The Dallas Heart Study (DHS) is a multi-ethnic probability-based, population study 
, with 1,506 non-Hispanic Blacks, 942 non-Hispanic Whites, and 501 Hispanics available for the analysis presented here. Eight SNPs chosen to tag the linkage disequilibrium (LD) block previously associated with QT interval (based on LD in the HapMap CEU samples), including the SNP associated with SCD 
, were genotyped in all individuals. Thirteen additional individuals were excluded due to excessive missing genotype data (<50% complete); all SNPs showed minor missing data (≥99% complete) with no strong deviation from Hardy-Weinberg equilibrium (P<0.005) in any of the populations. The non-Hispanic White and Hispanic participants had similar patterns of LD and similar allele frequencies, whereas the non-Hispanic Black participants demonstrated significantly less LD, with complementary minor alleles for 6 of 8 SNPs (, ).
Comparison of linkage disequilibrium (LD) patterns across ethnic groups.
Summary of results for association of NOS1AP SNPs with QT interval stratified by ethnicity.
The QT interval is highly correlated with heart rate (RR interval), age, and sex at the population level, and thus we performed multiple linear regression analyses separately in each ethnic population to adjust for these factors, and analyzed the residual QT under an additive genetic model (). In non-Hispanic Whites, the results mirrored our previous findings, with the strongest association observed for rs16847548, with each allele associated with an increase in the QT interval of 2.57 ms (P
0.0004). While no nominally significant SNPs were identified in Hispanics, all SNPs exhibited the same direction of effect as in non-Hispanic Whites. Strikingly, and in contrast to previous reports, rs16847548 was strongly associated with QT interval in non-Hispanic Blacks, with each allele associated with a prolongation of the QT interval by 3.22 ms (P
). Another novel finding was that rs16856785, which is uncorrelated with rs16847548 (r2
<0.01), was also associated with QT interval in non-Hispanic Blacks (+1.60 ms, P
0.01). While not significant in Hispanics or non-Hispanic Whites, the direction of effect observed for rs16856785 was the same (+0.58 ms and +0.95 ms, respectively). To formally test for independent effects of these two SNPs, we performed a forward stepwise regression in each ethnic group, first including the most strongly associated SNP and then sequentially adding SNPs in order of strength of association, only retaining them in the model if the P-values were <0.05. Only rs16847548 was retained in Hispanics and non-Hispanic Whites, but both rs16847548 and rs16856785 were significant in non-Hispanic Blacks indicating that these 2 SNPs independently influence QT interval in non-Hispanic Blacks (). To determine whether population stratification was influencing our results, we adjusted for both global and local ancestries as inferred by 2,270 ancestry informative markers using ANCESTRYMAP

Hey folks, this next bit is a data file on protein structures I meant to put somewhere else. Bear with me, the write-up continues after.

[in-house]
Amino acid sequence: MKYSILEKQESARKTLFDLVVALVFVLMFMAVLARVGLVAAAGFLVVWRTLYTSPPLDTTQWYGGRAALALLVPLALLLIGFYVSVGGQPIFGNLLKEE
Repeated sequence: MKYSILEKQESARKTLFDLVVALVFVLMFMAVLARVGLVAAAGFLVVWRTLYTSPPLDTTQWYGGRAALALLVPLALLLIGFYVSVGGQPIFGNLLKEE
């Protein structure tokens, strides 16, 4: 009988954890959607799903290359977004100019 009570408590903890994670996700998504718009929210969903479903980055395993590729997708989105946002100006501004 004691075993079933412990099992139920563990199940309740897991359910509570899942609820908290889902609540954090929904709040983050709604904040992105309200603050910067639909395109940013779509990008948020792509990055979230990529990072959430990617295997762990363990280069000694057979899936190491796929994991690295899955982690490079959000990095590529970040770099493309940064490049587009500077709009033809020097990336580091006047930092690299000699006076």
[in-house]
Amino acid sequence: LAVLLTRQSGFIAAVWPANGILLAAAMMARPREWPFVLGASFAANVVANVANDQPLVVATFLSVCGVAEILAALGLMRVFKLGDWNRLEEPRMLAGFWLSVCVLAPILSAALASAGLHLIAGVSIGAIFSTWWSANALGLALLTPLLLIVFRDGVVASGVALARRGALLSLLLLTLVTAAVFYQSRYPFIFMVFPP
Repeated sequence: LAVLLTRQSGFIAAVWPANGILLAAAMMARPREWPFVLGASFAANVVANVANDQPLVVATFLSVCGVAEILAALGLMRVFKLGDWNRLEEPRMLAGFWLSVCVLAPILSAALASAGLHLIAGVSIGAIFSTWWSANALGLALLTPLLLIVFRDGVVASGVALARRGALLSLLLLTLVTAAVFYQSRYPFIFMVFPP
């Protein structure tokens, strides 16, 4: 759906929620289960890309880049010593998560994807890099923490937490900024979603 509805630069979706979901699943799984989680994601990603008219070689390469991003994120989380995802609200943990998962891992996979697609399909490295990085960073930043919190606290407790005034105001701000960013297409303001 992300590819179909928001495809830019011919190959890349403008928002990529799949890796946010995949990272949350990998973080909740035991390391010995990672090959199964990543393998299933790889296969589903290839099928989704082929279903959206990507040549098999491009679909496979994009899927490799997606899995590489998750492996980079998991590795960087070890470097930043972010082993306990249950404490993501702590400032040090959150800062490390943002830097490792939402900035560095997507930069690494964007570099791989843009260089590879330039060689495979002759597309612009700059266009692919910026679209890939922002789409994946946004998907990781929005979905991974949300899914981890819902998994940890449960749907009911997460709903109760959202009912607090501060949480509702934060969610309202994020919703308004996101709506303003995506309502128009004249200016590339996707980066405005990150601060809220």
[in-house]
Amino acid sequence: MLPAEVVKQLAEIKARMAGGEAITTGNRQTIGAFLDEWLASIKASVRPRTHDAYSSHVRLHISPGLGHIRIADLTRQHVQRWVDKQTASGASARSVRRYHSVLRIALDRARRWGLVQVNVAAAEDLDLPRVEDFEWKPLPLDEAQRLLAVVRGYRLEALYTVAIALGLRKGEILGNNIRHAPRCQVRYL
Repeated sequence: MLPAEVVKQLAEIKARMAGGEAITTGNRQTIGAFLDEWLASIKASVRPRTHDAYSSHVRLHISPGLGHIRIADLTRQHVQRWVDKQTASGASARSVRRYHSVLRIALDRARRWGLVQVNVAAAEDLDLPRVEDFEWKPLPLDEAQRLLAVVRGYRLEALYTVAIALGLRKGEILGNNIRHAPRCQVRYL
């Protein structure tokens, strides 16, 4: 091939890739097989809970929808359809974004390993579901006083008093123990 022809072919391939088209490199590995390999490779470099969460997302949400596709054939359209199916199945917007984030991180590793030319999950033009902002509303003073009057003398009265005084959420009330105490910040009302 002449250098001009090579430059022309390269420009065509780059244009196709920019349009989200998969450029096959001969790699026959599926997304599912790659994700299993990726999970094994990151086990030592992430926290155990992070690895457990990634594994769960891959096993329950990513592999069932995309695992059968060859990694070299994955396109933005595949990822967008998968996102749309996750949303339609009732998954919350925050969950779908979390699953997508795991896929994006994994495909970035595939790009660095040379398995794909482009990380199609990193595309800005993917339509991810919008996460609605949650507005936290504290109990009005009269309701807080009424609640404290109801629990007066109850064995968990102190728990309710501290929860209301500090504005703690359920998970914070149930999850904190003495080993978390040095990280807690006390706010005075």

, and our findings were unchanged. Comparing non-Hispanic Blacks homozygous at both SNPs for the QT lengthening allele to non-Hispanic Blacks homozygous for the complementary alleles revealed a 13.9±4.5 ms difference in QT interval.
Demonstration of independent effects for rs16847548 and rs16856785 on QT interval stratified by ethnicity.
When stratified by sex, we observed stronger effects for NOS1AP
variants in women (), with a consistent effect across all 3 ethnic groups, and an average addition of +2.18 ms in the effect estimate relative to men for rs16847548. To increase our power to test for a potential sex interaction, we leveraged the similarity in effect sizes and allele frequencies for rs16847548 across all three ethnic groups, and performed a joint analysis while adjusting for ethnicity. Across all samples, we observed genome-wide significance for rs16847548 alone (P
), while incorporating sex and an interaction term for rs16847548 and sex into the regression model indicated a statistically significant stronger effect in women (one-sided P
0.027 for the interaction term). No significant interaction was observed for rs16856785.
Sex-stratified analysis of NOS1AP SNPs for association with QT interval.
To confirm both the sex interaction and independence of the effects of rs1684758 and rs16856785, we reanalyzed data from the combined Atherosclerotic Risk in Communities (ARIC) 
and Cardiovascular Health Study (CHS) 
cohorts. QT interval was corrected for age, sex, RR interval, and study using linear regression. We confined our analyses to the white individuals (N
14,107), as no association between NOS1AP
variants and QT interval was previously observed in the black individuals in those samples 
. Incorporating both rs16847548 and rs16856785 into a linear regression model revealed that both were significantly associated with QT interval (P<2×10−16
, respectively), with similar effect sizes as observed for the DHS (+2.22 ms and +1.74 ms, respectively), confirming that these two SNPs are independently associated with QT interval (). The interaction between rs16847548 and sex in Whites was also highly significant (+2.00 ms, P
for the interaction term), whereas no sex interaction was observed for rs16856785 (P